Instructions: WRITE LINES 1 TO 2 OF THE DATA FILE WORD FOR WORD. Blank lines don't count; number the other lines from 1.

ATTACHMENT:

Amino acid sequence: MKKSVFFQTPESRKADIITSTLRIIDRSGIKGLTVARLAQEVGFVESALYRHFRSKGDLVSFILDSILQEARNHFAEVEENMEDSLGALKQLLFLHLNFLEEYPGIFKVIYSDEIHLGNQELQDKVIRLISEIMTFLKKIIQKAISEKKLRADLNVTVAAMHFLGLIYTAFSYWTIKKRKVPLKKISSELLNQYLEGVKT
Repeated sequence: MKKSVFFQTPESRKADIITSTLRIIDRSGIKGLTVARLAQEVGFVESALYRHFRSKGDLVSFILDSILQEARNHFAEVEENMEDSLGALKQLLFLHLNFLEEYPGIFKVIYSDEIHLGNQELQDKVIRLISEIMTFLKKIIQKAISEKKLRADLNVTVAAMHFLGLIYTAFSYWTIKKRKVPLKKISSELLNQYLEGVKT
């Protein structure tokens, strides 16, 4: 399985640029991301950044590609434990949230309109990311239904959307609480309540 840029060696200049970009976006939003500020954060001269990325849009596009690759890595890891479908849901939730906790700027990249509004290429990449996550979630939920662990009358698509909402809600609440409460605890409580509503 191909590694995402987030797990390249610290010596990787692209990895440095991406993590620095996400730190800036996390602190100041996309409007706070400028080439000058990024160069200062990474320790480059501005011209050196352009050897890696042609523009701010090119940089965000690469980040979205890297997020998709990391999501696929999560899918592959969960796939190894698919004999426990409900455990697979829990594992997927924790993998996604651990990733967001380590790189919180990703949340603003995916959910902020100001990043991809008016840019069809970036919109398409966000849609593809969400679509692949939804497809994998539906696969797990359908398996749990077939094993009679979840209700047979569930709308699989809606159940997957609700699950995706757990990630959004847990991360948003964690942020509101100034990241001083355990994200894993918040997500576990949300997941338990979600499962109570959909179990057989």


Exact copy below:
Amino acid sequence: MKKSVFFQTPESRKADIITSTLRIIDRSGIKGLTVARLAQEVGFVESALYRHFRSKGDLVSFILDSILQEARNHFAEVEENMEDSLGALKQLLFLHLNFLEEYPGIFKVIYSDEIHLGNQELQDKVIRLISEIMTFLKKIIQKAISEKKLRADLNVTVAAMHFLGLIYTAFSYWTIKKRKVPLKKISSELLNQYLEGVKT
Repeated sequence: MKKSVFFQTPESRKADIITSTLRIIDRSGIKGLTVARLAQEVGFVESALYRHFRSKGDLVSFILDSILQEARNHFAEVEENMEDSLGALKQLLFLHLNFLEEYPGIFKVIYSDEIHLGNQELQDKVIRLISEIMTFLKKIIQKAISEKKLRADLNVTVAAMHFLGLIYTAFSYWTIKKRKVPLKKISSELLNQYLEGVKT